Facial trauma
N. Peeters , P. Lemkens , R. Leach ,B. Gemels , S. Schepers and W. Lemmens
Department of Ear, Nose and Throat Diseases, Head and Neck Surgery, Ziekenuis Oost-Limburg, Genk, Belgium; Department of Emergency Medicine, Kliniek Sint Jan, 1000 Brussel; Department of Oral and Maxillofacial Surgery, Ziekenhuis Oost-Limburg, Genk, Belgium
Facial trauma; facial injury; fractures; nose; orbit; midface; mandible; assessment; treatment
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Facial trauma. Patients with facial trauma must be assessed in a systematic way so as to avoid missing any injury. Severe and disfiguring facial injuries can be distracting. However, clinicians must first focus on the basics of trauma care, following theAdvanced Trauma Life Support (ATLS) system of care. Maxillofacial trauma occurs in a sig- nificant number of severely injured patients. Life- and sight-threatening injuries must be excluded during the primary and secondary surveys. Special attention must be paid to sight-threatening injuries in stabilized patients through early referral to an appropriate specialist or the early initiation of emergency care treatment. The gold standard for the radiographic evaluation of facial injuries is computed tomography (CT) imaging. Nasal fractures are the most frequent isolated facial fractures. Isolated nasal fractures are principally diagnosed through history and clinical examination. Closed reduction is the most frequently performed treatment for isolated nasal fractures, with a fractured nasal septum as a predictor of failure. Ear, nose and throat surgeons, maxillofacial surgeons and ophthalmologists must all develop an adequate treatment plan for patients with complex maxillofacial trauma.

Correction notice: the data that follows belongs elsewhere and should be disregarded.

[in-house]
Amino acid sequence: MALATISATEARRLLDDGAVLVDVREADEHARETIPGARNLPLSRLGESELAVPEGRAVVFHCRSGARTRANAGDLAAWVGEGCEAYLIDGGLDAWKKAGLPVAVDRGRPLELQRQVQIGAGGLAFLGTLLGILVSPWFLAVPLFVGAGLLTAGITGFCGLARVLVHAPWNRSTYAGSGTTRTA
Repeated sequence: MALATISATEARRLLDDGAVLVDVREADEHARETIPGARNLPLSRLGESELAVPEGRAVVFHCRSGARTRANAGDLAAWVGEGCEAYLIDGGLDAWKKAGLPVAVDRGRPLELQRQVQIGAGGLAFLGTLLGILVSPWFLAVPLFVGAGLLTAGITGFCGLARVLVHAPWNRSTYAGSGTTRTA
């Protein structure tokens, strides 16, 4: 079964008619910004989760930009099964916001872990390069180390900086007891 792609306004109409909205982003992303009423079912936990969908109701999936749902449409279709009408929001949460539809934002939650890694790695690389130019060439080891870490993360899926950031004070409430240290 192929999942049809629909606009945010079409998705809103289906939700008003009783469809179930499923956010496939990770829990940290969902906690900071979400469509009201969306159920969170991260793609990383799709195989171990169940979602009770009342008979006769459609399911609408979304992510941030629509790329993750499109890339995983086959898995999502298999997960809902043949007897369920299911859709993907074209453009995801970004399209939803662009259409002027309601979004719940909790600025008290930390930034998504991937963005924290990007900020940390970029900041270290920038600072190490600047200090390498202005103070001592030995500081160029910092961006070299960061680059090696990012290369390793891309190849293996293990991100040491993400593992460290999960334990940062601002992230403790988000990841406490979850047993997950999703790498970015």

Suppl. 26.2, 2016

Facial trauma